For all we know, perhaps one of those 5 teams would’ve gone on to win a title in a 12-team Playoff. The good news is that if they had lost in the Round of 12, that narrative wouldn’t have really had any sort of juice because of the undeniable stakes. There wouldn’t be guys skipping bowl games, and like every other Playoff game, it would feel like an all-or-nothing game and not a murky, “is this team all in” debate.
If you’re in the camp that the regular season will be ruined by the 12-team Playoff, take solace in that.
We still don’t know what these future non-Playoff bowls will look like exactly, but in theory, the best SEC team appearing one of those games will likely have at least 3 regular-season losses.
Think about all the Outback and Citrus Bowl games you’ve watched in the Playoff era. Do those games really bring out that narrative? Not really. At least not where there’s anything more than a tongue-in-cheek joke from the anti-SEC crowd that doesn’t really carry much weight. It’s not like the college football world was saying 2015 Florida didn’t care when it lost to Michigan in the Citrus Bowl or that 2018 Mississippi State lacked interest in that Outback Bowl loss to Iowa.
The argument really starts for the SEC team that loses its Playoff hopes either in the SEC Championship or in a regular-season finale (think Kick-6). In the proposed 12-team Playoff, the SEC Championship loser would’ve made the field each of the past 4 years. It’s pretty simple. If you come into the SEC Championship with 1 loss, you’re getting into a 12-team Playoff. Multiple losses? It’s a coin flip at best.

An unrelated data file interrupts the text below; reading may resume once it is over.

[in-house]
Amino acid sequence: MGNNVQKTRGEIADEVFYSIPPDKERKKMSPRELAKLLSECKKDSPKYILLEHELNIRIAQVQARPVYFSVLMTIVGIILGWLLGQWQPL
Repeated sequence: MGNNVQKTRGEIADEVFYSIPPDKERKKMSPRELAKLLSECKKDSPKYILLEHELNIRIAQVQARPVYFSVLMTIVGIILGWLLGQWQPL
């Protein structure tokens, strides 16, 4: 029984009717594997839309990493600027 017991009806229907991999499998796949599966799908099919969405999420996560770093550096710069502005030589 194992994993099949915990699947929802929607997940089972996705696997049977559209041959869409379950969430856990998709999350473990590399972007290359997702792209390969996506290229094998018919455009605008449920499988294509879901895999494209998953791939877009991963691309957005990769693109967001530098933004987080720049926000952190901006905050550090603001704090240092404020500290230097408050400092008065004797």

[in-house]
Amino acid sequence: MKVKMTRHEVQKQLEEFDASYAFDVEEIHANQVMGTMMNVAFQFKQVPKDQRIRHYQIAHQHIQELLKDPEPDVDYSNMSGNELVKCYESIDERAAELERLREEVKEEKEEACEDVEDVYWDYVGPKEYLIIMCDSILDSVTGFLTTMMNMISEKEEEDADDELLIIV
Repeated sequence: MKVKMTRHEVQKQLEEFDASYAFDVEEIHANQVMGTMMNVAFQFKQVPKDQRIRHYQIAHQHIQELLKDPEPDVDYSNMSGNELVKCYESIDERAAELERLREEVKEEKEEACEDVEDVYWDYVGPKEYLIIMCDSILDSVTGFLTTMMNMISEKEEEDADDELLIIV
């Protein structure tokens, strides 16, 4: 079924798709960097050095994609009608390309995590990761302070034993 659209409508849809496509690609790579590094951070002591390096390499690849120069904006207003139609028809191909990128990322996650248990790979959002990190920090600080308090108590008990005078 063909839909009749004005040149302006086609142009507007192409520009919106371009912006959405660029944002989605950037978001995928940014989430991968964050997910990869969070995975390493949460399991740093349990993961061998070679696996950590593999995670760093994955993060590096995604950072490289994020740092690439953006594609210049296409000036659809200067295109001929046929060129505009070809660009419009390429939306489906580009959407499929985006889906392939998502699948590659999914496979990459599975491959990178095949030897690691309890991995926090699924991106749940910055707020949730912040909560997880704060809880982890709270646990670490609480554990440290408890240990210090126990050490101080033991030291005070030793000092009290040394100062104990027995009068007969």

In the previous systems, we usually don’t judge those teams entering the SEC Championship with multiple losses by that standard because their Playoff/BCS National Championship dreams already died a painful death.
There are the rare exceptions like 2017 Auburn and 2007 LSU, though both of those situations took an extraordinary set of circumstances for those teams to go into the SEC Championship with title hopes at stake (Auburn beat No. 1 twice and LSU benefitted from the wildest season in the sport’s history).
And I suppose there could be a situation in which a team enters the SEC Championship with 2 losses with Playoff hopes very much in play, but then gets blown out and misses out on the 12-team field. But would we really see that narrative if that SEC team were to lose in the Citrus Bowl? Probably not. At least I’d hope not.
It’s hard to predict when a narrative will die. Once upon a time, the anti-SEC crowd tried to predict that the SEC would stop winning so many titles once the BCS system was ditched. Seven years into a 4-team Playoff system that yielded 4 champions from the SEC and 7 of the 14 championship representatives from the SEC, that narrative is indeed dead. It’s dead thanks to the SEC continuing to win more meaningful football games than any other conference.
If the 12-team Playoff comes to fruition, “the SEC wasn’t motivated for that bowl game” narrative will be on life support.
And if it somehow doesn’t die with the new system, fingers crossed that the social media creativity packs more of a punch than a dad joke.